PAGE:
At the same time though, there are some downsides to the idea. We have currently had three shows there (no, 205 Live still doesn’t count) and while it is still a great visual (other perk: the thing just looks cool), eventually it is going to lose some of that charm. I’m not exactly expecting WWE to remodel the place or change much about the presentation down the line, so the novelty is not going to last all that long. It’s a case where you need to enjoy it while you can, because at some point you’re probably going to stop thinking it looks all that great (assuming you do in the first place, which you should, because the thing looks great).
I’d call it an improvement:
The same is true of the name. Aside from the lack of Thunder (great, now the theme song is stuck in my head) and the lack of a dome (it’s an arena), the whole thing doesn’t exactly live up to the hype. It’s just another arena which looks like any of the regular ones that WWE would run in a regular year with digital fans. I get the idea of wanting to give it a snazzy name and that’s all well and good, but it’s not like this is really some kind of game changer, at least not beyond getting out of the building they had been in since the whole insanity started.
The final, and biggest, problem of them all is the most obvious one: the Thunderdome is just a set. It is the same wrestling with the same wrestlers and the same creative minds behind it is as it was in the Performance Center. This week’s Monday Night Raw was apparently rewritten with about forty minutes to go before the show went on the air. Sure it was on a bright and shiny new set, but it still had the same host of problems that have plagued WWE for years. You could probably write a book on what needs to be changed in WWE today to make it work, and a big location change wouldn’t make the top seventeen.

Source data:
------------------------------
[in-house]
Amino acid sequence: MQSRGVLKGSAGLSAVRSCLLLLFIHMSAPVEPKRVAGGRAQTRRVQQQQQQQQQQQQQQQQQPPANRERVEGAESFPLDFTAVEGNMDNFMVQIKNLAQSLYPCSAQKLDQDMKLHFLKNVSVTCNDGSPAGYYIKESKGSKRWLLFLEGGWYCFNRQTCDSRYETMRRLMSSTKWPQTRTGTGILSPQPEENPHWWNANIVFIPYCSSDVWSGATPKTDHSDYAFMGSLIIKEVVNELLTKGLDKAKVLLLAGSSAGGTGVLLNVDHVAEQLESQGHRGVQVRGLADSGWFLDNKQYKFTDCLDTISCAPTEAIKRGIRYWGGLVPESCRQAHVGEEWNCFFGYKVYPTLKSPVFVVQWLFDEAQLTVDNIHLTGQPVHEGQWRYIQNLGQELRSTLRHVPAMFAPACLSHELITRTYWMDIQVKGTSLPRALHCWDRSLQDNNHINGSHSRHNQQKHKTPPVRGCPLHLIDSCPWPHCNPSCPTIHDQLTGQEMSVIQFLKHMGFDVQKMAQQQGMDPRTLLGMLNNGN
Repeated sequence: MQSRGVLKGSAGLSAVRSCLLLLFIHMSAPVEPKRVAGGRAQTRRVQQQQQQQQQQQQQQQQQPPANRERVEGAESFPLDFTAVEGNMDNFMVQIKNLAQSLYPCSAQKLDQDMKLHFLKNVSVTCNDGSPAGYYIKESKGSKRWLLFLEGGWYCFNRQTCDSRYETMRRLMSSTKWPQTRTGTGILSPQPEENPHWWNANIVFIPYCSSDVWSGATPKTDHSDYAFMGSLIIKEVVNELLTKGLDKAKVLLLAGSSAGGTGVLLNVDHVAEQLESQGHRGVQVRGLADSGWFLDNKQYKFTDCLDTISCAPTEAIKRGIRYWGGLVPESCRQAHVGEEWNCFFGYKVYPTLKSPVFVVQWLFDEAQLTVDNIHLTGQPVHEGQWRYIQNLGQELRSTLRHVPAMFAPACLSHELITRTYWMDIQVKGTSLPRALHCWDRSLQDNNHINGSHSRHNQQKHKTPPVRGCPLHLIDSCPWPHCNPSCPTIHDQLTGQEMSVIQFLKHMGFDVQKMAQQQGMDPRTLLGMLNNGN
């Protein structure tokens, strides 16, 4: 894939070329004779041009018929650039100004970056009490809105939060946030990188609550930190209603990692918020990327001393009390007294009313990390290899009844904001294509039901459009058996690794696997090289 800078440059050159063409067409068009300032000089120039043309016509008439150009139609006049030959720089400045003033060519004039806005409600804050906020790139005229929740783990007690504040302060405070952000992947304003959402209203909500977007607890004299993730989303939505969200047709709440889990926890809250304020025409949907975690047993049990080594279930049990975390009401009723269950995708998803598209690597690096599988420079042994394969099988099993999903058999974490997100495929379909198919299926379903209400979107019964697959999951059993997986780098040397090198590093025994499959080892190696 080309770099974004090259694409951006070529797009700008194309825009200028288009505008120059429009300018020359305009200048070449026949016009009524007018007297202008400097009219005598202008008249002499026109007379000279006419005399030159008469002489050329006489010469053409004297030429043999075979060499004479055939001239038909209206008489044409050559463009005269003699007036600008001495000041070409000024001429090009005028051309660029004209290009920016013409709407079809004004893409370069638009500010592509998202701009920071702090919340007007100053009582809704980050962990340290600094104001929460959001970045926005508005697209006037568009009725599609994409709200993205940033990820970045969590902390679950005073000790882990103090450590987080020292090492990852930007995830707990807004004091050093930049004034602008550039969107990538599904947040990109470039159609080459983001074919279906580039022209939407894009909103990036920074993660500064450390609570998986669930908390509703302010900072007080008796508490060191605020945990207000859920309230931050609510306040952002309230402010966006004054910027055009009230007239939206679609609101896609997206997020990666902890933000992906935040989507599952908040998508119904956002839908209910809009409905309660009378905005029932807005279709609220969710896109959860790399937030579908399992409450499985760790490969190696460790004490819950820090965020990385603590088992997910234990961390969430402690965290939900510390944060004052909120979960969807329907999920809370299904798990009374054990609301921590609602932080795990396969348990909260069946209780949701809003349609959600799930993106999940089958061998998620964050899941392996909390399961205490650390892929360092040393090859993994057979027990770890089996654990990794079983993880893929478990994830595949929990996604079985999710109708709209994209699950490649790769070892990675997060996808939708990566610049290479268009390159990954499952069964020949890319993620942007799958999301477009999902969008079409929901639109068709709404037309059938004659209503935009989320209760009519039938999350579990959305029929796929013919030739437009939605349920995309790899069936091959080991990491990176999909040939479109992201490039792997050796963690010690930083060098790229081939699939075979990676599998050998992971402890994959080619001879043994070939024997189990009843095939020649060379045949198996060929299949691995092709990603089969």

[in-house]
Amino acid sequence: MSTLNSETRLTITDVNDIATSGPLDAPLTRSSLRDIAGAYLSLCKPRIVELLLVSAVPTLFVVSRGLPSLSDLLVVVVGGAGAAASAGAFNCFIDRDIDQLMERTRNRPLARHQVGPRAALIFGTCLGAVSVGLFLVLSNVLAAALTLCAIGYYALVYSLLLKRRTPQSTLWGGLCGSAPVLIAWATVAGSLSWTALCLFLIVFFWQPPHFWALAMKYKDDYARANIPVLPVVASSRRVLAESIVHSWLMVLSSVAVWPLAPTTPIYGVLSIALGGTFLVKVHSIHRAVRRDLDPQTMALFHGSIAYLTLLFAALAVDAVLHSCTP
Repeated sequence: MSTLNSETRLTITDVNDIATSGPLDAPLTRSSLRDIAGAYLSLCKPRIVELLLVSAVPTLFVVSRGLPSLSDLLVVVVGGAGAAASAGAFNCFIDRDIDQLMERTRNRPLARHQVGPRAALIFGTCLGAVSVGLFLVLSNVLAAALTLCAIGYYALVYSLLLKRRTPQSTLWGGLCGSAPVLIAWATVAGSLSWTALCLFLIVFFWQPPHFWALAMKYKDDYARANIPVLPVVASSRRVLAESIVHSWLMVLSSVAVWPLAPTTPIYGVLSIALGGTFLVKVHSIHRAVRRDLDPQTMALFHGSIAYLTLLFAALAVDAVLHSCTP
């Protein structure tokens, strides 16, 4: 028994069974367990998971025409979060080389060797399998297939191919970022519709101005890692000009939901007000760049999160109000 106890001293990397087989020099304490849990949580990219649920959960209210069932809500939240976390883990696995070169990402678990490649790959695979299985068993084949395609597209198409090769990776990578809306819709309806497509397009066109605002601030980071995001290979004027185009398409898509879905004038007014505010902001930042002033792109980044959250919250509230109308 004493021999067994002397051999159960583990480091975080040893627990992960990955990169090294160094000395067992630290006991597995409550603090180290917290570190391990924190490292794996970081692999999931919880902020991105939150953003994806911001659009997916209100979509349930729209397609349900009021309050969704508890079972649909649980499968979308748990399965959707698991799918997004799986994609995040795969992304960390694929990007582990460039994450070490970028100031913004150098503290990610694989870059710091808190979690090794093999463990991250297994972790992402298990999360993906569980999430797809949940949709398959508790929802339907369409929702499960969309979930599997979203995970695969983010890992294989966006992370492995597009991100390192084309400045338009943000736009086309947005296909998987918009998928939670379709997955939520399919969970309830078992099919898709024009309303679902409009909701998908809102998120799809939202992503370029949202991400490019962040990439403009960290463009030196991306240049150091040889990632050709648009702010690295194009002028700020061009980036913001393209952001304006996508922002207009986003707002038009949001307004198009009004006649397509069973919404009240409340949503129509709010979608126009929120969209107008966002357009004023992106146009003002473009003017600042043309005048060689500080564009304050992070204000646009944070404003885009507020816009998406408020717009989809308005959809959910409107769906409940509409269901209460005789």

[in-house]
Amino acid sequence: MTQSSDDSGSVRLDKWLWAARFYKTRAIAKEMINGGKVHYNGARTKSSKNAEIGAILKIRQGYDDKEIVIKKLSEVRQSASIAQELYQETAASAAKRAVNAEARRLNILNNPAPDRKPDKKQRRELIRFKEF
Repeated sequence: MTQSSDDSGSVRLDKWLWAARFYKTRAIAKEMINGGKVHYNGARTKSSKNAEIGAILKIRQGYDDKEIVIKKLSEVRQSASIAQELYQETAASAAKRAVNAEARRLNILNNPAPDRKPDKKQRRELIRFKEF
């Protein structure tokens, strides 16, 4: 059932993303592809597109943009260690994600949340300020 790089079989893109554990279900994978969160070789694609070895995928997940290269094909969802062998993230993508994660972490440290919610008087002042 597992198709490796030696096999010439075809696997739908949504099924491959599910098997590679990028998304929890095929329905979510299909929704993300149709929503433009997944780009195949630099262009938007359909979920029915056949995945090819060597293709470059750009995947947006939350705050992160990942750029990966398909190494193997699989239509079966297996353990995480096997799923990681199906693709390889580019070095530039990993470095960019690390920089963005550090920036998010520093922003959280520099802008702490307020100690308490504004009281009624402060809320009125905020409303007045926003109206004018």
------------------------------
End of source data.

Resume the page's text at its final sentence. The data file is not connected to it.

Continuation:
And on the big stage:
This has been the case for a long time and is the same situation that a lot of wrestling promotions have found themselves in. How many times did you hear that TNA would be better if they got out of the Impact Zone? Well they did, and it was the same show that had failed people over and over again for years. It has gotten better since then, and a lot of that has to do with the complete overhaul of the company, to the point where you would barely know it was the same thing. Getting out of the Performance Center isn’t going to solve WWE’s problems, but it will give you a bunch of new lights to look at.
There are a lot (ok maybe not a lot) of good and bad things about the Thunderdome. The good outweigh the bad for the most part, but it still isn’t some completely new way of life for WWE. There is still way too much television and the shows feel like they go on for days instead of hours, the writing still feels like it was slapped together with the technique of a dollar store Lego knockoff and we’ve seen these people fight time after time.
All of that is true and will be for a long time, but at least they look better now and in a business that is so based on the presentation, getting into the Thunderdome is a good way to go, but don’t expect much more than a loud sound without much substance behind it. In other words, like it or not, it’s 2020 WWE.
Thomas Hall has been a wrestling fan for over thirty years and has seen over 50,000 wrestling matches. He has also been a wrestling reviewer since 2009 with over 5,000 full shows covered. You can find his work at kbwrestlingreviews.com, or check out his- Amazon author page with 30 wrestling books. Get the latest and greatest in professional wrestling news by signing up for our daily email newsletter. Just look below for “GET EXCLUSIVE UPDATES” to sign up. Thank you for reading!